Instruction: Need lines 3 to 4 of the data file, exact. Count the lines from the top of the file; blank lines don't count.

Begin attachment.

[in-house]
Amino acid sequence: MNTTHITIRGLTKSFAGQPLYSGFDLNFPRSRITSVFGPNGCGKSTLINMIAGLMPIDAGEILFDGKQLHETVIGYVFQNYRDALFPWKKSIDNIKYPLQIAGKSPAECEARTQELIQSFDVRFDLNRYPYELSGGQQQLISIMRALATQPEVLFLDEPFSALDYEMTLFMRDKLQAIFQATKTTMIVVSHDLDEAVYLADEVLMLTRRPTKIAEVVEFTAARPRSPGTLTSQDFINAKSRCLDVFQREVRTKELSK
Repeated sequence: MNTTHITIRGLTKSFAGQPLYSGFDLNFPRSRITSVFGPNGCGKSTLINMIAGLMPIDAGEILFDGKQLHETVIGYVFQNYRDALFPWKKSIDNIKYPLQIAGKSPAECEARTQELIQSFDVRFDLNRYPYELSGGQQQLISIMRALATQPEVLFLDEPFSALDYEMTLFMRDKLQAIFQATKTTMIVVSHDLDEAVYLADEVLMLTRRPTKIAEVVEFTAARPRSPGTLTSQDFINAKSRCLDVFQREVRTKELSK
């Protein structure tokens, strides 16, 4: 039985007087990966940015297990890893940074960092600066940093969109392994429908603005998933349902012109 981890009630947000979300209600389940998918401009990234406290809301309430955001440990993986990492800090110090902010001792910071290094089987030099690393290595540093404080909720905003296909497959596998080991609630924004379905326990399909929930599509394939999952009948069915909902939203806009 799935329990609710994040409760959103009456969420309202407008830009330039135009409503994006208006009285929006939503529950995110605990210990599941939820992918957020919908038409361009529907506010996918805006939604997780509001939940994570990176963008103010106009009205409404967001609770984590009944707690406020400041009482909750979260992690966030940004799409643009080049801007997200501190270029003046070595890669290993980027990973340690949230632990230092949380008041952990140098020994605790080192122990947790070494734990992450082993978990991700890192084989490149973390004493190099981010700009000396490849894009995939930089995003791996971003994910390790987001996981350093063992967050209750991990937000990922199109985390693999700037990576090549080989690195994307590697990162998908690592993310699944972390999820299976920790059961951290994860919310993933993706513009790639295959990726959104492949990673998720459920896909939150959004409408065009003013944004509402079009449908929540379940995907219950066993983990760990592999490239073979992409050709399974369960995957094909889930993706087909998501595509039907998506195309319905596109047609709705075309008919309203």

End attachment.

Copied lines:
Repeated sequence: MNTTHITIRGLTKSFAGQPLYSGFDLNFPRSRITSVFGPNGCGKSTLINMIAGLMPIDAGEILFDGKQLHETVIGYVFQNYRDALFPWKKSIDNIKYPLQIAGKSPAECEARTQELIQSFDVRFDLNRYPYELSGGQQQLISIMRALATQPEVLFLDEPFSALDYEMTLFMRDKLQAIFQATKTTMIVVSHDLDEAVYLADEVLMLTRRPTKIAEVVEFTAARPRSPGTLTSQDFINAKSRCLDVFQREVRTKELSK
């Protein structure tokens, strides 16, 4: 039985007087990966940015297990890893940074960092600066940093969109392994429908603005998933349902012109 981890009630947000979300209600389940998918401009990234406290809301309430955001440990993986990492800090110090902010001792910071290094089987030099690393290595540093404080909720905003296909497959596998080991609630924004379905326990399909929930599509394939999952009948069915909902939203806009 799935329990609710994040409760959103009456969420309202407008830009330039135009409503994006208006009285929006939503529950995110605990210990599941939820992918957020919908038409361009529907506010996918805006939604997780509001939940994570990176963008103010106009009205409404967001609770984590009944707690406020400041009482909750979260992690966030940004799409643009080049801007997200501190270029003046070595890669290993980027990973340690949230632990230092949380008041952990140098020994605790080192122990947790070494734990992450082993978990991700890192084989490149973390004493190099981010700009000396490849894009995939930089995003791996971003994910390790987001996981350093063992967050209750991990937000990922199109985390693999700037990576090549080989690195994307590697990162998908690592993310699944972390999820299976920790059961951290994860919310993933993706513009790639295959990726959104492949990673998720459920896909939150959004409408065009003013944004509402079009449908929540379940995907219950066993983990760990592999490239073979992409050709399974369960995957094909889930993706087909998501595509039907998506195309319905596109047609709705075309008919309203």